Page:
Organizations are a relatively new entity within our societies; they exist are only around 100 years old. As organization grow and evolve, they start to have larger and more complex needs so that they can be effectively managed. The rising organizational complexity means that different functional areas have to be created with the different tasks and goals that need to be fulfilled. As we have seen above, extrinsic motivation might have powerful effect when used in certain circumstances. Within the organizational framework, this means that we might consider different types of companies or different functional areas where extrinsic motivators can have a positive or a negative impact. We would like to shortly focus here on different type of functional areas, or rather the different types of work that people do.
In certain types of work extrinsic motivation can increase productivity. In tasks, where quantity and quality can be measured precisely a 'pay per performance' model can be introduced where employees are rewarded for the quality and speed with which they produce a given product. Looking at Lazear's study 'Performance Pay and Productivity'' (2000) of the Safelite Glass Corporation, we can see that 'piece rate compensation' has significantly increased the output per worker. Lazear points that this comes from two sides: 1) employees are motivated to produce faster so that their immediate compensation can be increased and 2) the company is able to bring a more talented pool of workers, who have higher skills and who are more motivated to work for a company, which acknowledges and directly compensates their higher skills.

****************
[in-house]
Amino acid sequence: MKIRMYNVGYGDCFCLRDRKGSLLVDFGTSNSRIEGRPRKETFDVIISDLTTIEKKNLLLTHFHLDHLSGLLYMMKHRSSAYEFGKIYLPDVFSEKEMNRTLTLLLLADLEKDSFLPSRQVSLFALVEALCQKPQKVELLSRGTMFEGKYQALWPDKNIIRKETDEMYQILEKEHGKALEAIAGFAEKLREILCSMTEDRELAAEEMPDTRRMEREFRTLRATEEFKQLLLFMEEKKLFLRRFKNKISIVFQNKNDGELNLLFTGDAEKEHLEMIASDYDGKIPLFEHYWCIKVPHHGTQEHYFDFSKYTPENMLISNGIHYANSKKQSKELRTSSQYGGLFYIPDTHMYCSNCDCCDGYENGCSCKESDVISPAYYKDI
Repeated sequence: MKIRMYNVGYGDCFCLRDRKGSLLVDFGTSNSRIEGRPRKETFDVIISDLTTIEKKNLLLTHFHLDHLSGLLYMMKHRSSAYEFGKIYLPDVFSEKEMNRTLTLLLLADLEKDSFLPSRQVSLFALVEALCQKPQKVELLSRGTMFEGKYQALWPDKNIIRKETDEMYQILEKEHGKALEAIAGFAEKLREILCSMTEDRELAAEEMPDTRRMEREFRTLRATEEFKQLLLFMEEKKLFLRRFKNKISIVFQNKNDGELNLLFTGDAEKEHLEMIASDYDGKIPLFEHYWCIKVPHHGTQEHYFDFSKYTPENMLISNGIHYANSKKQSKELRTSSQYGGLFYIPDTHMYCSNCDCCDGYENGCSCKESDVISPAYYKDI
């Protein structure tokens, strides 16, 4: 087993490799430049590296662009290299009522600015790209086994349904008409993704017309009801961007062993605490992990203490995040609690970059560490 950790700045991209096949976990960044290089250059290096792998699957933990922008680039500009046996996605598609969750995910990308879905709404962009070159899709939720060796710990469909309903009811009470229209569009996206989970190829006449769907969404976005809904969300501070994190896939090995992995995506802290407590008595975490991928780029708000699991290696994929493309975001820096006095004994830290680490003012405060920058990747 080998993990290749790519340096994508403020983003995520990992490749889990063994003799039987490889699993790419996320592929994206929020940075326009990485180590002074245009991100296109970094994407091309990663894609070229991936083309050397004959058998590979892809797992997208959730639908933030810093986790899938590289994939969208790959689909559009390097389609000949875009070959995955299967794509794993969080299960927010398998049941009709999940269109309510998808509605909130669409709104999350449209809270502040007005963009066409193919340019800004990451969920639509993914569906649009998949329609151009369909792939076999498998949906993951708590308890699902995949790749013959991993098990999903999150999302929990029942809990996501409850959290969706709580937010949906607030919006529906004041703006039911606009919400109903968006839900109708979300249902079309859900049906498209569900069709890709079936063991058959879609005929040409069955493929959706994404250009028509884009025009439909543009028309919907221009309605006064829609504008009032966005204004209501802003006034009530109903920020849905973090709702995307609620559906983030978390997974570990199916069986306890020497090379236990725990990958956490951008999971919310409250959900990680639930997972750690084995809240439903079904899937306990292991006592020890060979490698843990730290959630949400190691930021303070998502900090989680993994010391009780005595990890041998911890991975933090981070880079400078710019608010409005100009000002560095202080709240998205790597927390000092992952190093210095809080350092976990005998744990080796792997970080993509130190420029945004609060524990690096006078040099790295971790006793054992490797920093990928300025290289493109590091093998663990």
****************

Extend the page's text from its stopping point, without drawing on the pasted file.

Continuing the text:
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In contrast to a task where performance can be easily measured, as the case described above, and where the work needed is relatively linear, other tasks exist where the output of the worker cannot be easily evaluated. In order for companies to maintain or increase their market positions they need to innovate. According to O'Reilly III and Tushman (2007) ''although ambidexterity is a difficult managerial challenge, when executed in the appropriate strategic contexts, these complex designs are associated with sustained competitive advantage.'' Companies who have a good balance between the operations of their core business with the ability to innovate tend to perform better than their peers. Within such companies, 'creative' units might exist, where the 'pay per performance' scheme will not be suitable. In such roles, we may assume that 'failures' happen quite often, however in the longer run these might be a basis for a new product or service, which would lead to a large increase a company's revenues. Working with extrinsic rewards in such functional areas can have a positive result; however it has to be managed quite carefully. If we hold to the assumption that creativity is intrinsically motivated, than what we are pointed out to in ''Understanding the roles of Intrinsic Motivation, Monetary Rewards and Creative Thinking Skills in NPD'' is that extrinsic stimulating rewards can decrease the intrinsic motivation of a person and ''reduce the enjoyment of taskâ€¦which in turn reduces the originality of the design outcome''.
Extrinsic rewards are a tool, which can clearly increase the employee's performance even within different functional areas of an organization. However, one has to clearly be able to monitor and measure how a 'pay per performance' scheme is to be implemented.
The economist view of motivation rewards, extrinsic rewards, is an important tool, which as we have seen can influence directly not only the results of the company through immediate higher productivity but also by bringing a more talented pool of people. However, as we have seen in some instances, such as creative tasks, extrinsic rewards can have their limitations within organization and need to be complemented by other factors such, for example, finding intrinsically motivated people.